Ukrainian Village District facts for kids
The Ukrainian Village District is a landmark-designated district of residential buildings within the West Town community area of Chicago, Illinois. It was designated a Chicago Landmark in 2002, with area extensions in 2005 and 2007.
The Ukrainian Village District was designated on December 4, 2002, and comprised portions of Haddon Avenue, Thomas Street, and Cortez Street between Damen and Leavitt Avenues, including portions of Damen, Hoyne and Leavitt Avenues. The district encompasses the oldest part of the Ukrainian Village neighborhood, which was developed beginning in the 1880s and lasting into the 1920s. In 1886, near the corner of Haddon Street and Damen Avenue, a group of distinctive brick workers cottages were begun by William D. Kerfoot (the first real estate developer to reestablish his business after the Great Chicago Fire of 1871).
The Walton Street Extension was designated on July 27, 2005 as a four-block stretch of Walton Street between Damen and Western Avenues. It is representative of the second phase of Ukrainian Village development, from 1890 to 1905. It contains an uninterrupted collection of solidly built workers cottages, single-family homes, and two- and three-flat residential buildings. This extension was not contiguous with the original district.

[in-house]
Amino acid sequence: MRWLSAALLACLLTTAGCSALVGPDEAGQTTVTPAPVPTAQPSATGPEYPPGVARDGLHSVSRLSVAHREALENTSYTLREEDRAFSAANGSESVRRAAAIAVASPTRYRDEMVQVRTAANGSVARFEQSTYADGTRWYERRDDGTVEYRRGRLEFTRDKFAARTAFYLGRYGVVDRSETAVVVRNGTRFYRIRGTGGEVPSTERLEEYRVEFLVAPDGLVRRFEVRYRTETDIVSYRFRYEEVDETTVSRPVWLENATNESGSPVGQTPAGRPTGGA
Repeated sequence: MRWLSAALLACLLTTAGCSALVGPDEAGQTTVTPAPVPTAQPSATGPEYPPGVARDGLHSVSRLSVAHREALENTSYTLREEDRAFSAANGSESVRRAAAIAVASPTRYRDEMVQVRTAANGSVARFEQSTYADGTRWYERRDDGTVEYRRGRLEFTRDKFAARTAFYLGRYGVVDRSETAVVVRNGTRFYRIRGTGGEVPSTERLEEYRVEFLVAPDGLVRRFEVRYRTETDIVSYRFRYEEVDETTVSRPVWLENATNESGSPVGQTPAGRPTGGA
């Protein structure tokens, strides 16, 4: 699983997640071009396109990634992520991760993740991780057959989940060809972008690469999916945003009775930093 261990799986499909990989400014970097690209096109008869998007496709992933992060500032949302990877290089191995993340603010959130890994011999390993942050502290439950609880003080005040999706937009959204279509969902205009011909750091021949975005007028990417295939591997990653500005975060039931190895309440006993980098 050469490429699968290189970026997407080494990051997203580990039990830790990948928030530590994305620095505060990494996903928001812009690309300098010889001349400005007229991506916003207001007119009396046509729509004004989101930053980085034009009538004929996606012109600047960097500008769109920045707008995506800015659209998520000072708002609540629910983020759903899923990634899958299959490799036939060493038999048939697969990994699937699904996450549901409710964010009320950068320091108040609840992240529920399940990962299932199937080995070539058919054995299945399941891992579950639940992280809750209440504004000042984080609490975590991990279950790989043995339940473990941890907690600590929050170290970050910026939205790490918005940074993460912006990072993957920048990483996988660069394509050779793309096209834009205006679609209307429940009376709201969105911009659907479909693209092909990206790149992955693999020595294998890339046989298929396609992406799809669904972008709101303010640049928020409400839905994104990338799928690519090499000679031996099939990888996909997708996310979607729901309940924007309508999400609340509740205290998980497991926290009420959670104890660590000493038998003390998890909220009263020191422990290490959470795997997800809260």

A second Ukrainian Village District Extension was designated on April 11, 2007 with two distinct areas. The northerly part includes portions of Thomas Street, Cortez Street, and Augusta Boulevard between Leavitt Avenue and Oakley Boulevard, as well as Cortez from Oakley to Western, and Oakley between Thomas and Augusta. This area was divided into residential lots starting in 1905, and was built up with housing from 1910 to 1914. The southerly part includes Iowa Street from Hoyne to Western, Rice Street from Leavitt to Oakley, and Oakley from Walton to Rice. It was subdivided between 1908 and 1911, and built up with flats from 1910 to 1917.
With the 2007 extension, the original district and its two extensions were made contiguous. They are collectively known as the Ukrainian Village District. Notably, although the congregation of the Saint Nicholas Ukrainian Catholic Cathedral at 2238 West Rice Street consented to the proposed designation, the congregation of Saint Volodymyr Ukrainian Orthodox Cathedral at 2252–2258 West Cortez Street did not; as a result the church building at the northeast corner of Cortez and Oakley, constructed ca. 1911 as the Evangelical Lutheran St. Peters Congregational Church, was exempted from the district.
Ukrainian Village District Facts for Kids. Kiddle Encyclopedia.